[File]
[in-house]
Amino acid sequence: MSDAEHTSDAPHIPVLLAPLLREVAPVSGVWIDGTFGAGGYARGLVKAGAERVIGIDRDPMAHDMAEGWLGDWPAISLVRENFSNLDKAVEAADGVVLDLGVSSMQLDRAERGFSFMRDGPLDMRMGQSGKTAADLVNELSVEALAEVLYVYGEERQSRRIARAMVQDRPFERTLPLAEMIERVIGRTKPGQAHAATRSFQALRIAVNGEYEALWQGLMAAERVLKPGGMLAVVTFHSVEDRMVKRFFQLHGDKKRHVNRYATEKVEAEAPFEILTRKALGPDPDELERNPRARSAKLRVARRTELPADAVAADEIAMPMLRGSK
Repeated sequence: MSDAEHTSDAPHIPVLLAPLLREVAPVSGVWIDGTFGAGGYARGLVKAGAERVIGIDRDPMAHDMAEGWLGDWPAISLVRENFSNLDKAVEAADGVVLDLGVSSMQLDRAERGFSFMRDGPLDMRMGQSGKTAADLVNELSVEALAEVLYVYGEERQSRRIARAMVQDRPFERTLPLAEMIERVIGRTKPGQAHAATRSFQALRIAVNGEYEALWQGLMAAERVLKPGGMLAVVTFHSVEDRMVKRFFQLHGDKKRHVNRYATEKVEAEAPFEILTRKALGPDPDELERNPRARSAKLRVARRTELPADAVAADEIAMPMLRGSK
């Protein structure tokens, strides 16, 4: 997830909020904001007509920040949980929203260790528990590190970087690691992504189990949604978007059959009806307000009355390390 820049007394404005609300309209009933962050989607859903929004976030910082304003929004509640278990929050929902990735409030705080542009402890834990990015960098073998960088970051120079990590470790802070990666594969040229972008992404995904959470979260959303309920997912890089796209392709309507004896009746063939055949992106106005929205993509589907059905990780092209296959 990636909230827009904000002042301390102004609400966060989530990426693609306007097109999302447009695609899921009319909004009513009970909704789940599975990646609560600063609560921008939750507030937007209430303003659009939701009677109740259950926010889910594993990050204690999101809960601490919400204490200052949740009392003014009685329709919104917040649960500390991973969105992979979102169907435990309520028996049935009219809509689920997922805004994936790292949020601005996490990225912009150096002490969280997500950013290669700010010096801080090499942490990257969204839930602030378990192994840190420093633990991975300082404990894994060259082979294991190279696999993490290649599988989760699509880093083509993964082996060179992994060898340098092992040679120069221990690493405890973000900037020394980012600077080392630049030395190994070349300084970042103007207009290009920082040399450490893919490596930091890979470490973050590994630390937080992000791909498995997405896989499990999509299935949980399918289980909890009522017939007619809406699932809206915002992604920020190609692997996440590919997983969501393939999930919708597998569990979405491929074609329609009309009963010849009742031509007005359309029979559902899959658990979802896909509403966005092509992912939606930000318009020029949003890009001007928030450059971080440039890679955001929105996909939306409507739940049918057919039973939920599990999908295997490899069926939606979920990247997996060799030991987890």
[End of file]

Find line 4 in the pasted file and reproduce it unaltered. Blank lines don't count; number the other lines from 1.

């Protein structure tokens, strides 16, 4: 997830909020904001007509920040949980929203260790528990590190970087690691992504189990949604978007059959009806307000009355390390 820049007394404005609300309209009933962050989607859903929004976030910082304003929004509640278990929050929902990735409030705080542009402890834990990015960098073998960088970051120079990590470790802070990666594969040229972008992404995904959470979260959303309920997912890089796209392709309507004896009746063939055949992106106005929205993509589907059905990780092209296959 990636909230827009904000002042301390102004609400966060989530990426693609306007097109999302447009695609899921009319909004009513009970909704789940599975990646609560600063609560921008939750507030937007209430303003659009939701009677109740259950926010889910594993990050204690999101809960601490919400204490200052949740009392003014009685329709919104917040649960500390991973969105992979979102169907435990309520028996049935009219809509689920997922805004994936790292949020601005996490990225912009150096002490969280997500950013290669700010010096801080090499942490990257969204839930602030378990192994840190420093633990991975300082404990894994060259082979294991190279696999993490290649599988989760699509880093083509993964082996060179992994060898340098092992040679120069221990690493405890973000900037020394980012600077080392630049030395190994070349300084970042103007207009290009920082040399450490893919490596930091890979470490973050590994630390937080992000791909498995997405896989499990999509299935949980399918289980909890009522017939007619809406699932809206915002992604920020190609692997996440590919997983969501393939999930919708597998569990979405491929074609329609009309009963010849009742031509007005359309029979559902899959658990979802896909509403966005092509992912939606930000318009020029949003890009001007928030450059971080440039890679955001929105996909939306409507739940049918057919039973939920599990999908295997490899069926939606979920990247997996060799030991987890």